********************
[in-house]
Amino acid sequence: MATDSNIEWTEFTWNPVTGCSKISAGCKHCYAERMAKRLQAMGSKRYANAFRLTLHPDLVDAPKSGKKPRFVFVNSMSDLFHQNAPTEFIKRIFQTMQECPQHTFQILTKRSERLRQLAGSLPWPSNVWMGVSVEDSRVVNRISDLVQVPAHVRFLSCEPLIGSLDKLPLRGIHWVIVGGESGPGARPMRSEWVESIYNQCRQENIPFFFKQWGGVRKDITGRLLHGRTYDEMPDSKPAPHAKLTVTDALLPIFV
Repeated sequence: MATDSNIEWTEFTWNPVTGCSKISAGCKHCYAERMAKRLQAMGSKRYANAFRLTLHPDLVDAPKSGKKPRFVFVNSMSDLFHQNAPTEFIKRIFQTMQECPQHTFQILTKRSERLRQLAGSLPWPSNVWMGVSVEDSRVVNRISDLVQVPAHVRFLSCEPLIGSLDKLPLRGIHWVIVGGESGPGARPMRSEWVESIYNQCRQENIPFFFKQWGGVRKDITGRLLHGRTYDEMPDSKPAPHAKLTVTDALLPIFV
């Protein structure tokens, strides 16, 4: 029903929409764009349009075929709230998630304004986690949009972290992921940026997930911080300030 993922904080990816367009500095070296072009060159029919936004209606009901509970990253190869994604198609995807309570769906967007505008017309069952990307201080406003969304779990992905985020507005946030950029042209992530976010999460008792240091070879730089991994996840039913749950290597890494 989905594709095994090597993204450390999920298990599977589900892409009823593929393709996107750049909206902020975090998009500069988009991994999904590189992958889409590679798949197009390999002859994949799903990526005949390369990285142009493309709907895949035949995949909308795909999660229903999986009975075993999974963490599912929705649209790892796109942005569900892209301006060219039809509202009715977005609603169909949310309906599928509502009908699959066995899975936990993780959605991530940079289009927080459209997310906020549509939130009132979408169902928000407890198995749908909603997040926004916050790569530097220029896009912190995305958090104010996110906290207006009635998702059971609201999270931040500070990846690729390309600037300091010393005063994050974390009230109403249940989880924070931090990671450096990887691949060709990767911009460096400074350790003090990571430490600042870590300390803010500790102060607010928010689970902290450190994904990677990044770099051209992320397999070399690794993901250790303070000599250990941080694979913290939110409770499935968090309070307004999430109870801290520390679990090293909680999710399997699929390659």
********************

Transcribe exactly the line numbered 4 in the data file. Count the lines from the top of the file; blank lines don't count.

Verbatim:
């Protein structure tokens, strides 16, 4: 029903929409764009349009075929709230998630304004986690949009972290992921940026997930911080300030 993922904080990816367009500095070296072009060159029919936004209606009901509970990253190869994604198609995807309570769906967007505008017309069952990307201080406003969304779990992905985020507005946030950029042209992530976010999460008792240091070879730089991994996840039913749950290597890494 989905594709095994090597993204450390999920298990599977589900892409009823593929393709996107750049909206902020975090998009500069988009991994999904590189992958889409590679798949197009390999002859994949799903990526005949390369990285142009493309709907895949035949995949909308795909999660229903999986009975075993999974963490599912929705649209790892796109942005569900892209301006060219039809509202009715977005609603169909949310309906599928509502009908699959066995899975936990993780959605991530940079289009927080459209997310906020549509939130009132979408169902928000407890198995749908909603997040926004916050790569530097220029896009912190995305958090104010996110906290207006009635998702059971609201999270931040500070990846690729390309600037300091010393005063994050974390009230109403249940989880924070931090990671450096990887691949060709990767911009460096400074350790003090990571430490600042870590300390803010500790102060607010928010689970902290450190994904990677990044770099051209992320397999070399690794993901250790303070000599250990941080694979913290939110409770499935968090309070307004999430109870801290520390679990090293909680999710399997699929390659």